Reducing blood sugar (hypoglycaemia);
Headache, dizziness, insomnia, migraine, numbness or numbness (paresthesia);
Eye inflammation (conjunctivitis), impaired vision;
Irregular or fast pulse (palpitation);
Flushing and / or redness of the face due to vasodilatation, increased blood pressure (hypertension);
Rash, cough, hoarseness due to upper respiratory tract infection, sinusitis, increased cough, shortness of breath (dyspnoea);
Diarrhea, constipation, nausea, vomiting, abdominal pain;
Increase in liver enzyme levels (found in blood tests);
Skin disorders, rash;
Muscular stiffness (hypertonus), painful muscles (myalgia), muscle weakness (myasthenia), back pain, pain in the extremities such as in the toes and feet;
Urinary retention (urinary retention), urinary protein (urinalysis), urinary frequency (urinary incontinence), urinary incontinence;
Painful monthly bleeding (dysmenorrhea), menstrual disorders, abnormal uterine bleeding (metrorrhagia), especially between menstruation, impotence;
Injection site reaction (including redness, swelling, paleness, inflammation, pain, allergic reaction (hypersensitivity), skin breakdown or tissue damage (necrosis) (see section 2 "Warnings and Precautions");
Flu-like symptoms, fever, pain, chest pain, fluid retention in the hand, leg or face (peripheral edema), asthenia / loss of strength, chills, sweating, malaise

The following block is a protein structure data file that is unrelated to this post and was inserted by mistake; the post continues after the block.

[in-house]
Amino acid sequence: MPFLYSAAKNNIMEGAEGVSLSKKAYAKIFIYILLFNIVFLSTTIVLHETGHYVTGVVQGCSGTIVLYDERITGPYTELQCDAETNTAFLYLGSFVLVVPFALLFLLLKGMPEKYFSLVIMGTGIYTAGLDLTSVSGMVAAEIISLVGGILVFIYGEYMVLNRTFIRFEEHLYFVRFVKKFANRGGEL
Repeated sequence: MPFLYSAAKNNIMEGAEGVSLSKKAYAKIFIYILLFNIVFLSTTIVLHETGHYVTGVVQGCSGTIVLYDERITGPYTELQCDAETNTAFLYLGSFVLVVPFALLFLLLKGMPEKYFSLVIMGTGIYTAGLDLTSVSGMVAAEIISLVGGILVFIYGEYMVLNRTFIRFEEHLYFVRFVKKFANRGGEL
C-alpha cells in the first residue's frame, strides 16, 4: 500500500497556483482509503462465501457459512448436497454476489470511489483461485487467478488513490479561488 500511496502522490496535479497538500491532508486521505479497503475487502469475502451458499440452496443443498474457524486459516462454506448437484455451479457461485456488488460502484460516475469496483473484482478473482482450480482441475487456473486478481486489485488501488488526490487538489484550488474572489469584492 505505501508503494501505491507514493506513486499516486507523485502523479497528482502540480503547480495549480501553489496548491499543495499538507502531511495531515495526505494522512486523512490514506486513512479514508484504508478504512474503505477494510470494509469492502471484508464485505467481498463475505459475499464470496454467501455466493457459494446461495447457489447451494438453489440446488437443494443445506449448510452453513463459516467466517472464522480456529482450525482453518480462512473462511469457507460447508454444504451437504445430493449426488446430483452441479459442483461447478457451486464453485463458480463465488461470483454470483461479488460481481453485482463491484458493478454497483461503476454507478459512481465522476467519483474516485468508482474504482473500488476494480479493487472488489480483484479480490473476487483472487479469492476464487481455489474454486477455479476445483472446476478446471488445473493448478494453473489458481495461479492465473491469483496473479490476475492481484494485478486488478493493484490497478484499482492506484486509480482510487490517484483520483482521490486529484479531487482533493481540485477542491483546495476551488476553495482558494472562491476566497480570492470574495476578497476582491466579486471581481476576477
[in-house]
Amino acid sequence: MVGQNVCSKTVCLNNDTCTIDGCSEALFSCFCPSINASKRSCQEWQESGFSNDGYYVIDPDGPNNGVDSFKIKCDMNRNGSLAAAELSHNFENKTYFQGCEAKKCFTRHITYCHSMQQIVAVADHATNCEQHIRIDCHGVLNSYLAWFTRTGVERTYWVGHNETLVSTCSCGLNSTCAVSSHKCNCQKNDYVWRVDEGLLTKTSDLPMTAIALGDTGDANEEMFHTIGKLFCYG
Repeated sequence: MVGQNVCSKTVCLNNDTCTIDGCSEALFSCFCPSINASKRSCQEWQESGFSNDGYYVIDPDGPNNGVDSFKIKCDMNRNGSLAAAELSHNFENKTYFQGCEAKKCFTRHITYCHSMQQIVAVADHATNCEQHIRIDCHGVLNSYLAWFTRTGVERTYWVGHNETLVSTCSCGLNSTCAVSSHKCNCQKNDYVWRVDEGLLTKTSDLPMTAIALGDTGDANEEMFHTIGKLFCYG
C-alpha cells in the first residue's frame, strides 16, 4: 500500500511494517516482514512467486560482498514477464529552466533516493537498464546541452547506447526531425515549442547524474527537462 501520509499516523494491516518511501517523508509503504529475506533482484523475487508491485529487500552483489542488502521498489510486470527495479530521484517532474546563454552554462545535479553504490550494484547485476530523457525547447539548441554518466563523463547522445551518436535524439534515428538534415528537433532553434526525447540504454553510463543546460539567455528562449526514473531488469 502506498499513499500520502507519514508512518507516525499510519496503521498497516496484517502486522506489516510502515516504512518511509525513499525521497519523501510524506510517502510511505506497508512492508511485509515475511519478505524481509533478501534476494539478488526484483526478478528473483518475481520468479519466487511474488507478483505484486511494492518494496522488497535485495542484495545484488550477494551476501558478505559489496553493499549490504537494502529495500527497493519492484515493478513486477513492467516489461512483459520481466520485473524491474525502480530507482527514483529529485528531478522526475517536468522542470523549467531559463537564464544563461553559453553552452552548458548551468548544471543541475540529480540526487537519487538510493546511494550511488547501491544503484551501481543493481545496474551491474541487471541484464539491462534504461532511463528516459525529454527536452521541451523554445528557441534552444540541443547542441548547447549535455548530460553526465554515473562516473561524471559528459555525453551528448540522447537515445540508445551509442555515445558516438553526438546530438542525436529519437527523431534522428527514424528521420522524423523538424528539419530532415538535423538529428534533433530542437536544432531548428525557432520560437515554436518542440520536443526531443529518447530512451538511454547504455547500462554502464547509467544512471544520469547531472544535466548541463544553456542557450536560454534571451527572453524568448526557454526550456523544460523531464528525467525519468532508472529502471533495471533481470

Additionally, the following adverse reactions were identified in post-marketing experience:
Table 2: Adverse reactions reported for the marketed product (from spontaneous reports, frequency - where known - based on clinical trials)
Very common (may affect more than 1 user in 10):
Joint pain (arthralgia).
Common (may affect up to 1 in 10 users):
Decrease in the number of red blood cells in the blood (anemia);
Impaired thyroid function (severely reduced production of hormones) (hypothyroidism);
Increase or decrease in weight;
Abnormally fast heart rate (tachycardia);
A rise in the level of yellow-red pigment (bilirubin) that is synthesized by the liver (established by blood tests);
Swollen and usually itchy plaques on the skin or mucous membranes (urticaria);
Hair loss (alopecia);
Menstruation disorders (menorrhagia).
Uncommon (may affect up to 1 in 100 users):
Decreased platelet counts (which promote blood coagulation) (thrombocytopenia);
Increased blood levels of certain fats (triglycerides) (as determined by blood tests), see section 2 "Warnings and Precautions";
Increasing the level of a specific hepatic enzyme (gamma GT) that is synthesized by the liver (established by blood tests);
Inflammation of the liver (hepatitis);
Changing the color of the skin.
Rare (may affect up to 1 to 1,000 users):
Serious allergic (anaphylactic) reactions;
Impaired thyroid function (thyroid disorders), severely increased production of hormones (hyperthyroidism);
Inflammation of the pancreas (pancreatitis), see section 2 "Warnings and Precautions";